John Fleck at Inkstain reports today on some drought news from around the world, including camels mad with thirst in Austalia. Well, no mad cows to report here in Colorado, but on the University of Colorado campus, abnormal warmth has ushered in flip flop season. So I thought it would be interesting to describe the details of a developing drought in the West that has some people worried.
Sixty percent of the region is now abnormally dry — or worse — according to the U.S. Drought Monitor. About 27 percent of the West is either in severe or exceptional drought, including nearly the entire state of Wyoming. The National Resources Conservation Service predicts that streamflows in a large swath of the West will be significantly below normal in spring and summer. Some flows are expected to be less than 50 percent of normal.
In the Upper Colorado River Basin, drought conditions from 2000 through 2004 had reduced the water level in Lake Powell so much that storage in the reservoir reached a low of 33 percent of capacity. Wetter conditions in 2005 improved the situation a bit, but drier conditions returned to the upper basin in 2006 — and things aren’t looking any better now, according to the U.S. Bureau of Reclamation. Precipitation in the basin was below average from November through January, and inflows into the lake from April through July are forecast to be just 71 percent of average.
That situation could turn around If spring precipitation turns out to be much above average. But that seems unlikely, now that the fall’s moderate El Niño has rapidly dissapated, and conditions are becoming favorable for a La Niña to develop. (See the El Niño/Southern Oscillation Diagnostic Discussion issued by the National Weather Service’s Climate Prediciton Center.) Some forecast models are predicting a rapid onset of La Niña conditions between March and May.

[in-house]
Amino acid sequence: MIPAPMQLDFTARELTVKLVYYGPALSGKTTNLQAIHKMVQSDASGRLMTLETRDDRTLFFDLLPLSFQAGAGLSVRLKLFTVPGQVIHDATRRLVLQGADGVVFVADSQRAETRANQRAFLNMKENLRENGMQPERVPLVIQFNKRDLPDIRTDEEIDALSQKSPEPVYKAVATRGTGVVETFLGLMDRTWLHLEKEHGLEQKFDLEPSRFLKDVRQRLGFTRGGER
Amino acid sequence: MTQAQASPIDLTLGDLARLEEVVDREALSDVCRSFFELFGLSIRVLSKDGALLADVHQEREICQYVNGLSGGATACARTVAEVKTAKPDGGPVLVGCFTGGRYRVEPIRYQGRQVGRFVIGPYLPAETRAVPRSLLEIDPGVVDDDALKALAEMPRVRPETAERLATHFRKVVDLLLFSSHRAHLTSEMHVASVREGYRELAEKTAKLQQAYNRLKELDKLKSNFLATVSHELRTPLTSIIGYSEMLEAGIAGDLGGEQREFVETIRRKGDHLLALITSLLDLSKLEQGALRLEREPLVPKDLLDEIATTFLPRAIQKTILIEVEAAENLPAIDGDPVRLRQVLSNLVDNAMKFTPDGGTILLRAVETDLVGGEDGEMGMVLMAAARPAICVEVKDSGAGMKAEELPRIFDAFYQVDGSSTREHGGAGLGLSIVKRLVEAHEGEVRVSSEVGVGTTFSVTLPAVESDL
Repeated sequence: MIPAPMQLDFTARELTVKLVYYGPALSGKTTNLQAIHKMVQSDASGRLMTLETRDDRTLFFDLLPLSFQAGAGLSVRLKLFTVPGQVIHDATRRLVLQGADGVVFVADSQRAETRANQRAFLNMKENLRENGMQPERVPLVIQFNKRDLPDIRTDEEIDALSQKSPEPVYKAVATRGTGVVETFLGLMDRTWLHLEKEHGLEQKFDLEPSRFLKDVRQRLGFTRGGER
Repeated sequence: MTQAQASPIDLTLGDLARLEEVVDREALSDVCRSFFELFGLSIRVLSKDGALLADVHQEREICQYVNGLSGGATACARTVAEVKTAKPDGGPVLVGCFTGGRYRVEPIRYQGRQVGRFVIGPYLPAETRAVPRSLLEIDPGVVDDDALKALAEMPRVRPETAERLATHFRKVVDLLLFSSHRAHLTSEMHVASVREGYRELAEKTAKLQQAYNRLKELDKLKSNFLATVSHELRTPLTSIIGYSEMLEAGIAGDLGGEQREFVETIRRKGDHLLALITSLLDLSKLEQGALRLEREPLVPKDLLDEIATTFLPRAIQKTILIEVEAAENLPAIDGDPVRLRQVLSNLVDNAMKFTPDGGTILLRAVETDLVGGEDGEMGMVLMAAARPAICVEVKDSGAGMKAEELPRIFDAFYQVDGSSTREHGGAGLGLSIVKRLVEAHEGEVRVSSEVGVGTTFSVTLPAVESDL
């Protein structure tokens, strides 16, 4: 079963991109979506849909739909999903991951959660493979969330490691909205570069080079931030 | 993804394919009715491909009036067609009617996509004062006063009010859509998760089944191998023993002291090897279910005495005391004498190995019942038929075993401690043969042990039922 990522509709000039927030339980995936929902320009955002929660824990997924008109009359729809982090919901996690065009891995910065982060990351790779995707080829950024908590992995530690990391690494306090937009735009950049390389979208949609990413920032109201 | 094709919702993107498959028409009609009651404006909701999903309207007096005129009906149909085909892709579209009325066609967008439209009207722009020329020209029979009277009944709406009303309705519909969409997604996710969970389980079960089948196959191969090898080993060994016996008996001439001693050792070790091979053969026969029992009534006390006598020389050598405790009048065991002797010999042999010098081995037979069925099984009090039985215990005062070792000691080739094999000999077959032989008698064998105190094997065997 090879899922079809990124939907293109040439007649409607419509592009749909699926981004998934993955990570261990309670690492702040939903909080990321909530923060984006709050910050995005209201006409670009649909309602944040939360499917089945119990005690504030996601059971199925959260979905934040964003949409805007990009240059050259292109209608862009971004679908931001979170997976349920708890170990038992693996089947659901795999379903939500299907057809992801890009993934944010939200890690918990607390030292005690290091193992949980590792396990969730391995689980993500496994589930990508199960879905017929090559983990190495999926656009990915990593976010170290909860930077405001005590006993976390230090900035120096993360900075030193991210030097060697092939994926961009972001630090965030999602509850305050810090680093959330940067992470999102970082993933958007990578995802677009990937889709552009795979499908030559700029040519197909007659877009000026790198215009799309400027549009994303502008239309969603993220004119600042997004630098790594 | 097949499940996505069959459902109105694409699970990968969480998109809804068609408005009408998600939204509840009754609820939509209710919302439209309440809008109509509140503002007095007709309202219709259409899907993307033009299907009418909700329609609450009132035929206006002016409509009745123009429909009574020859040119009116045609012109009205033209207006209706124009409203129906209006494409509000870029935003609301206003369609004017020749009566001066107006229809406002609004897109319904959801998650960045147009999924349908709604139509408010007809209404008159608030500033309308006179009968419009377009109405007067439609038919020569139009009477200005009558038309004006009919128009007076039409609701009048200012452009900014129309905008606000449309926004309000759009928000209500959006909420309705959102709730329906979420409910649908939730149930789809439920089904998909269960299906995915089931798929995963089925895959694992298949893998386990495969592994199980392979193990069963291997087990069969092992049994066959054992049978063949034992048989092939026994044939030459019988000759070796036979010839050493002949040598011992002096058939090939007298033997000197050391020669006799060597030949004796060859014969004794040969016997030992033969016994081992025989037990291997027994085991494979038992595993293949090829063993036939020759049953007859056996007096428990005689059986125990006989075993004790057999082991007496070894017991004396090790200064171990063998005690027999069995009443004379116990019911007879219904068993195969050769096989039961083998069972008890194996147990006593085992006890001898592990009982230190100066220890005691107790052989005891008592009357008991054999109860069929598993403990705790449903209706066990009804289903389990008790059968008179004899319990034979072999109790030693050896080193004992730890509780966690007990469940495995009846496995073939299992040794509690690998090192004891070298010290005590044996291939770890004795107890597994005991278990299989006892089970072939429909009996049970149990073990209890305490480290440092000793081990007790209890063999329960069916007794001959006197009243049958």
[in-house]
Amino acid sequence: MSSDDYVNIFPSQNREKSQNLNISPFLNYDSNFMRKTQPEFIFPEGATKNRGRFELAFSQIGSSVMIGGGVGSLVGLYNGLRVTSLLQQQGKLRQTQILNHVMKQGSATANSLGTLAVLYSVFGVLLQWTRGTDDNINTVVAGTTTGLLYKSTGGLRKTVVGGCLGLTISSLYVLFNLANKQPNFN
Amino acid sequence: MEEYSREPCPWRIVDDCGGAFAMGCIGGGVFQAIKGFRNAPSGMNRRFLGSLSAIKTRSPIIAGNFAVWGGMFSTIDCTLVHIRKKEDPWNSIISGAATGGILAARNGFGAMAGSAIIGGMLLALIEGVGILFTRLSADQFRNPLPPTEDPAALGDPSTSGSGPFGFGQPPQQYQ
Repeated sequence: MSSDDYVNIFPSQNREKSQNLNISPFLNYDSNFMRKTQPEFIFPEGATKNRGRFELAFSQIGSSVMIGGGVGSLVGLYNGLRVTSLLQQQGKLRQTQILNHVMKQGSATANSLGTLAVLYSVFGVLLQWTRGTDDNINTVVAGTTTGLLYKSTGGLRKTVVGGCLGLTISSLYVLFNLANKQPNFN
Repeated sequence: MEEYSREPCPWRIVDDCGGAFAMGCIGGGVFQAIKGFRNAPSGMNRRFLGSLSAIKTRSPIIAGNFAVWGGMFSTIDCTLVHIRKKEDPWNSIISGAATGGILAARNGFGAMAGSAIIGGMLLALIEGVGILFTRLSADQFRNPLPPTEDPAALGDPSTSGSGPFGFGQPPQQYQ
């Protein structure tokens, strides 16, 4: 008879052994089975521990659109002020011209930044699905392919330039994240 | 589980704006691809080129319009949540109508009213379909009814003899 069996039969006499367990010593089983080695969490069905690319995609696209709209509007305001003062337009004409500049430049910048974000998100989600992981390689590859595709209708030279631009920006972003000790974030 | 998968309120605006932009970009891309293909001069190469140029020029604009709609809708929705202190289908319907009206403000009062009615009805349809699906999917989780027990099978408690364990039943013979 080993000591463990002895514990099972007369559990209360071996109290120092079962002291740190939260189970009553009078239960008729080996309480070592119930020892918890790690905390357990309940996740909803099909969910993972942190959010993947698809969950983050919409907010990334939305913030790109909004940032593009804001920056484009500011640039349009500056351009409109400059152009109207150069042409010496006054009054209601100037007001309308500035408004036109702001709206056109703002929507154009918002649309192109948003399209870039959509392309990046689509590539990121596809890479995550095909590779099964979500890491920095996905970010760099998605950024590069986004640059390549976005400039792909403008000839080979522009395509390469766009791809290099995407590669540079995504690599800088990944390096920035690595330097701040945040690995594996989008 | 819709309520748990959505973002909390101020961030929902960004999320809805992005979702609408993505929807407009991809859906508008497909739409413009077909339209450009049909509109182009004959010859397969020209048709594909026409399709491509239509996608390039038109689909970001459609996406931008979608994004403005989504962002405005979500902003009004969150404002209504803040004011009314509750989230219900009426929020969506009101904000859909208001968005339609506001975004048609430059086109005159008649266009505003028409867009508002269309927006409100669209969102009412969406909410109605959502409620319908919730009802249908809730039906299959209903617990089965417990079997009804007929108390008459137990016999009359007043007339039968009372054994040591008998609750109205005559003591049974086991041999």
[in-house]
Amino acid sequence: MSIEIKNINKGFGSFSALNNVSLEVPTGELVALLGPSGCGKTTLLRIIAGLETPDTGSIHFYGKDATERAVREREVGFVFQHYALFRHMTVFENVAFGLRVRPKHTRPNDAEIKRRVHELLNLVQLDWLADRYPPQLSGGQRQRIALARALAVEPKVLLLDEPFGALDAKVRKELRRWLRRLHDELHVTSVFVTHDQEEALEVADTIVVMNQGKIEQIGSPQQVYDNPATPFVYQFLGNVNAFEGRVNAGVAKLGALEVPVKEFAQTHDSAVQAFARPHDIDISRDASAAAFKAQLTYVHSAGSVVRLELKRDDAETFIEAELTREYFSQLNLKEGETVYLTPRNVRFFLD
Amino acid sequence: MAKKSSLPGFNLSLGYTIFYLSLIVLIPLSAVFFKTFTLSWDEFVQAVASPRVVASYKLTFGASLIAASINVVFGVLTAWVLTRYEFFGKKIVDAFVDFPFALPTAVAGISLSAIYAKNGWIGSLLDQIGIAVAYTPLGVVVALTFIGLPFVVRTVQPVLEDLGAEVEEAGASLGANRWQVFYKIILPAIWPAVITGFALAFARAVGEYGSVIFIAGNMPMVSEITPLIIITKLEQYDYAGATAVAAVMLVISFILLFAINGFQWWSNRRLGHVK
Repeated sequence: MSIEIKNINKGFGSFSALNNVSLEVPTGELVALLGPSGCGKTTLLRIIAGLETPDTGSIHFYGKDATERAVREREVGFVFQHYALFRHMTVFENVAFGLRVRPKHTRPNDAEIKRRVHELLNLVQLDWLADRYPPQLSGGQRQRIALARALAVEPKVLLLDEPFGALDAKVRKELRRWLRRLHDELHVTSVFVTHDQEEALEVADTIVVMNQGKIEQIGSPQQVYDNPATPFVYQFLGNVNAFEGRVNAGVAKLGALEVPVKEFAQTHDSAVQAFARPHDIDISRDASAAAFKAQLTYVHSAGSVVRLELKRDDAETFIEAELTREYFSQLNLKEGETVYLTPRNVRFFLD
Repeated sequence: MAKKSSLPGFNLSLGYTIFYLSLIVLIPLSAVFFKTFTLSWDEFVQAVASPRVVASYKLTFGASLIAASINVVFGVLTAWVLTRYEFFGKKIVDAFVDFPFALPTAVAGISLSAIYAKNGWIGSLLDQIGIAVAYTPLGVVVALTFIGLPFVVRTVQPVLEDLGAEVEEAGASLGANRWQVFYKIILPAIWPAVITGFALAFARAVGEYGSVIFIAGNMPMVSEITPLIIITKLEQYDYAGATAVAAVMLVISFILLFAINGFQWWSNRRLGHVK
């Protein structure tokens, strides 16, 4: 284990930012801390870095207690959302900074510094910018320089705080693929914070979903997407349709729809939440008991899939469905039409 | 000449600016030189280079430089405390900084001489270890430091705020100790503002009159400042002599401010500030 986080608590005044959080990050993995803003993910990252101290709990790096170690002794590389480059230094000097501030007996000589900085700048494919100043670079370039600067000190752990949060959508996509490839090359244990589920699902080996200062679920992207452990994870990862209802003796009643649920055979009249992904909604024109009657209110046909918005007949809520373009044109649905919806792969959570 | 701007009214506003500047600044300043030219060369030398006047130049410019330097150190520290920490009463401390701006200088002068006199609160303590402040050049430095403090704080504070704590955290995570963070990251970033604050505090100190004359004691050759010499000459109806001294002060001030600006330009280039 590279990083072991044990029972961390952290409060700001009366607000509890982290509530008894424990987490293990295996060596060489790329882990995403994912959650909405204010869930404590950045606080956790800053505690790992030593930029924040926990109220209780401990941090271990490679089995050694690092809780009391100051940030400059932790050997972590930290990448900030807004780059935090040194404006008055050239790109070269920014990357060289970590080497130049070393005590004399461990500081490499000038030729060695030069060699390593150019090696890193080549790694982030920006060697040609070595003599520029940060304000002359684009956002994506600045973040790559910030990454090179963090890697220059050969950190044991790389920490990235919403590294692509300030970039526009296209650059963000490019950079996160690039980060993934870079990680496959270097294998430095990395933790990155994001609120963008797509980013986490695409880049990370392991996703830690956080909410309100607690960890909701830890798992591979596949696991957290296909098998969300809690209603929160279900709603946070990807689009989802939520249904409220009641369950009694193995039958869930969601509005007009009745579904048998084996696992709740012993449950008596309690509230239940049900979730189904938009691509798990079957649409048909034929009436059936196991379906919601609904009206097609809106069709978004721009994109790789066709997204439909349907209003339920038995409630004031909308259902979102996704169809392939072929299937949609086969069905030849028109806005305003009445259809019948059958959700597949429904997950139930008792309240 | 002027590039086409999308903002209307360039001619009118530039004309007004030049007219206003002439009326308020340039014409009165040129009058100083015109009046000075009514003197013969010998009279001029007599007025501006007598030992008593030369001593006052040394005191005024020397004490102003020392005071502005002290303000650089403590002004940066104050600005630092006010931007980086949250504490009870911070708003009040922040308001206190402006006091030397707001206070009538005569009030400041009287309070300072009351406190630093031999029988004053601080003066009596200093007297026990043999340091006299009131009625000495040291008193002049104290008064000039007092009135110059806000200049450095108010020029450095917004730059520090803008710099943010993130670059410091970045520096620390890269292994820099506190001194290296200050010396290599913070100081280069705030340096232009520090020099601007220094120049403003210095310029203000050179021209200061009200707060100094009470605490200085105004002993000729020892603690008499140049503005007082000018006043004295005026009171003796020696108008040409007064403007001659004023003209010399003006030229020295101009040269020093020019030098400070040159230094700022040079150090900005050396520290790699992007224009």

“With the potential for a rapid transition to La Niña conditions in the next few months, the odds of a wet spring are certainly not improving,” says Klaus Wolter, of NOAA’s Climate Diagnostics Center. A rapid demise of El Niño like we’ve seen does not favor wet springs in the West. “If we were to see the emergence of La Niña conditions later this spring, the threat of renewed drought conditions would increase even more.”
Now, a paper by Mark Serreze, a senior researcher at the University of Colorado’s National Snow and Ice Data Center, suggests new reasons why the future may bring even more frequent and prolonged droughts. According to Serreze’s paper in the March 16 issue of Science (abstract here , and press release here), declines in Arctic sea ice, which may have already reached a “tipping point,” could trigger changes in weather patterns that would favor reduced rainfall in the West. “Just how things will pan out is unclear, but the bottom line is that Arctic sea ice matters globally,” Serreze says.
Snow, ice and cold temperatures have given way quickly to abnormal warmth and mostly dry conditions here in the Front Range of Colorado. My precious silver maple in the back yard is already flowering. A bit early, I think.
– Tom Yulsman